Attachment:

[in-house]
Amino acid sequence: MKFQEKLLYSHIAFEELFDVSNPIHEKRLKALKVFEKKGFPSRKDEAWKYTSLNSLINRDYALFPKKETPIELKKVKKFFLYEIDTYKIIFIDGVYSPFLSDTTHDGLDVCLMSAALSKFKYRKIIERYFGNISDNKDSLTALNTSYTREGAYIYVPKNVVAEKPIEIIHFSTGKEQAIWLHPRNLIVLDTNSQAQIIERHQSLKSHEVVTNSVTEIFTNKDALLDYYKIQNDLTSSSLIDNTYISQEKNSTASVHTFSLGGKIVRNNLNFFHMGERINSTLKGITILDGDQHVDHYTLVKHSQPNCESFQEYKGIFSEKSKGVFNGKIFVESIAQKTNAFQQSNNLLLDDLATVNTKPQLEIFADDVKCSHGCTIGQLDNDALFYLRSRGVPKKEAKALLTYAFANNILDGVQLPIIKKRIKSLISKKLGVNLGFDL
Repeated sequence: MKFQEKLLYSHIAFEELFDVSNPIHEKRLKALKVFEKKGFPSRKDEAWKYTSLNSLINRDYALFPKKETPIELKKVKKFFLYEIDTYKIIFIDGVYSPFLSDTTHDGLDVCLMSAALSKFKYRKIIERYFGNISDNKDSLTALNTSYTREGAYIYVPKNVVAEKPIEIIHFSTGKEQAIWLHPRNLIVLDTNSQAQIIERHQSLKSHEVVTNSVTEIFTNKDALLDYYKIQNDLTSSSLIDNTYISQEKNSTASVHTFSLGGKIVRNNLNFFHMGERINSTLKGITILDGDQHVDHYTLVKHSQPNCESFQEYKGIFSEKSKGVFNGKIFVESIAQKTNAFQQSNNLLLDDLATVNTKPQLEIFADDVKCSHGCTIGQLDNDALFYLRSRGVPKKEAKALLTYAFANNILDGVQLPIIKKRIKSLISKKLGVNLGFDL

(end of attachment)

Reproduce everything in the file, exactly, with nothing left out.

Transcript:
[in-house]
Amino acid sequence: MKFQEKLLYSHIAFEELFDVSNPIHEKRLKALKVFEKKGFPSRKDEAWKYTSLNSLINRDYALFPKKETPIELKKVKKFFLYEIDTYKIIFIDGVYSPFLSDTTHDGLDVCLMSAALSKFKYRKIIERYFGNISDNKDSLTALNTSYTREGAYIYVPKNVVAEKPIEIIHFSTGKEQAIWLHPRNLIVLDTNSQAQIIERHQSLKSHEVVTNSVTEIFTNKDALLDYYKIQNDLTSSSLIDNTYISQEKNSTASVHTFSLGGKIVRNNLNFFHMGERINSTLKGITILDGDQHVDHYTLVKHSQPNCESFQEYKGIFSEKSKGVFNGKIFVESIAQKTNAFQQSNNLLLDDLATVNTKPQLEIFADDVKCSHGCTIGQLDNDALFYLRSRGVPKKEAKALLTYAFANNILDGVQLPIIKKRIKSLISKKLGVNLGFDL
Repeated sequence: MKFQEKLLYSHIAFEELFDVSNPIHEKRLKALKVFEKKGFPSRKDEAWKYTSLNSLINRDYALFPKKETPIELKKVKKFFLYEIDTYKIIFIDGVYSPFLSDTTHDGLDVCLMSAALSKFKYRKIIERYFGNISDNKDSLTALNTSYTREGAYIYVPKNVVAEKPIEIIHFSTGKEQAIWLHPRNLIVLDTNSQAQIIERHQSLKSHEVVTNSVTEIFTNKDALLDYYKIQNDLTSSSLIDNTYISQEKNSTASVHTFSLGGKIVRNNLNFFHMGERINSTLKGITILDGDQHVDHYTLVKHSQPNCESFQEYKGIFSEKSKGVFNGKIFVESIAQKTNAFQQSNNLLLDDLATVNTKPQLEIFADDVKCSHGCTIGQLDNDALFYLRSRGVPKKEAKALLTYAFANNILDGVQLPIIKKRIKSLISKKLGVNLGFDL